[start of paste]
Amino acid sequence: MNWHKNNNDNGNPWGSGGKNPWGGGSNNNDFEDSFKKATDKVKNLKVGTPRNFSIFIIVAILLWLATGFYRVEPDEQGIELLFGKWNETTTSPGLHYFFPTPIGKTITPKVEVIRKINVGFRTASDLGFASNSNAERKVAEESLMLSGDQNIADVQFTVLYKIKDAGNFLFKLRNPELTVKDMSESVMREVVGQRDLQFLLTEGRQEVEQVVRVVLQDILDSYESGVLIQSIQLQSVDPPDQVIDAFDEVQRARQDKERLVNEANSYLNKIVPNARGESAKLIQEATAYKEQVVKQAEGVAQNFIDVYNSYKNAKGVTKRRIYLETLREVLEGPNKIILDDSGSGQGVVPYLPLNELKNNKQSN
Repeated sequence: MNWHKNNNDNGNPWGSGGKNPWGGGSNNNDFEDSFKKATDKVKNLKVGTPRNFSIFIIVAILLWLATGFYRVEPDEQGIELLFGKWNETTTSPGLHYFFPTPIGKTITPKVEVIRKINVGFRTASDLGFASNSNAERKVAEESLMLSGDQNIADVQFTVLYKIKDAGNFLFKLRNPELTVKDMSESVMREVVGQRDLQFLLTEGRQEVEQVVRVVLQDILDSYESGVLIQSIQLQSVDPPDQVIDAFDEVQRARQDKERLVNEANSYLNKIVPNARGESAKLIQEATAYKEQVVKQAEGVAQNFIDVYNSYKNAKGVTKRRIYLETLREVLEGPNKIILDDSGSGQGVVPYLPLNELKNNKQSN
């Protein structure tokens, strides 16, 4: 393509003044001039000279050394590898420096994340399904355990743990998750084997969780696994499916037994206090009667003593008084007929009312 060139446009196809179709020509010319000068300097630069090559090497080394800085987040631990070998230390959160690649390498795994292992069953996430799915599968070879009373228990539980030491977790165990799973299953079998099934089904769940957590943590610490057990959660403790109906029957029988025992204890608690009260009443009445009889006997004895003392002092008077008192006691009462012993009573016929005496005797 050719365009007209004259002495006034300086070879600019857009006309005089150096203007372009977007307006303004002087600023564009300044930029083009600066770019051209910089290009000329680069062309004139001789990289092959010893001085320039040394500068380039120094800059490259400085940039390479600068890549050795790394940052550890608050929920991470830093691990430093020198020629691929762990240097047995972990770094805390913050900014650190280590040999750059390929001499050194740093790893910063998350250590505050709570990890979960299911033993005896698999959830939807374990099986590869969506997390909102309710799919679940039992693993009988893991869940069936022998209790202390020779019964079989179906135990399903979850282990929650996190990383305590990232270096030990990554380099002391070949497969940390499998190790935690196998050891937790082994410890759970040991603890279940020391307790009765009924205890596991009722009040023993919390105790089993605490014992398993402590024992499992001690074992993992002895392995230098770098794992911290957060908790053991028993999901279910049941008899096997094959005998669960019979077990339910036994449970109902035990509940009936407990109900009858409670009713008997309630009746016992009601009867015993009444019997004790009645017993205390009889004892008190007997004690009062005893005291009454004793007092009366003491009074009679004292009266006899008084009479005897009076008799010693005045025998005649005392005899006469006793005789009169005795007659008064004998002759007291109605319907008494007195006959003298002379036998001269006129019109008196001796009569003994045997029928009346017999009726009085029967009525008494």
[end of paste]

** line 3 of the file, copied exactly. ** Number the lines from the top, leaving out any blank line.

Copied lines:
């Protein structure tokens, strides 16, 4: 393509003044001039000279050394590898420096994340399904355990743990998750084997969780696994499916037994206090009667003593008084007929009312 060139446009196809179709020509010319000068300097630069090559090497080394800085987040631990070998230390959160690649390498795994292992069953996430799915599968070879009373228990539980030491977790165990799973299953079998099934089904769940957590943590610490057990959660403790109906029957029988025992204890608690009260009443009445009889006997004895003392002092008077008192006691009462012993009573016929005496005797 050719365009007209004259002495006034300086070879600019857009006309005089150096203007372009977007307006303004002087600023564009300044930029083009600066770019051209910089290009000329680069062309004139001789990289092959010893001085320039040394500068380039120094800059490259400085940039390479600068890549050795790394940052550890608050929920991470830093691990430093020198020629691929762990240097047995972990770094805390913050900014650190280590040999750059390929001499050194740093790893910063998350250590505050709570990890979960299911033993005896698999959830939807374990099986590869969506997390909102309710799919679940039992693993009988893991869940069936022998209790202390020779019964079989179906135990399903979850282990929650996190990383305590990232270096030990990554380099002391070949497969940390499998190790935690196998050891937790082994410890759970040991603890279940020391307790009765009924205890596991009722009040023993919390105790089993605490014992398993402590024992499992001690074992993992002895392995230098770098794992911290957060908790053991028993999901279910049941008899096997094959005998669960019979077990339910036994449970109902035990509940009936407990109900009858409670009713008997309630009746016992009601009867015993009444019997004790009645017993205390009889004892008190007997004690009062005893005291009454004793007092009366003491009074009679004292009266006899008084009479005897009076008799010693005045025998005649005392005899006469006793005789009169005795007659008064004998002759007291109605319907008494007195006959003298002379036998001269006129019109008196001796009569003994045997029928009346017999009726009085029967009525008494």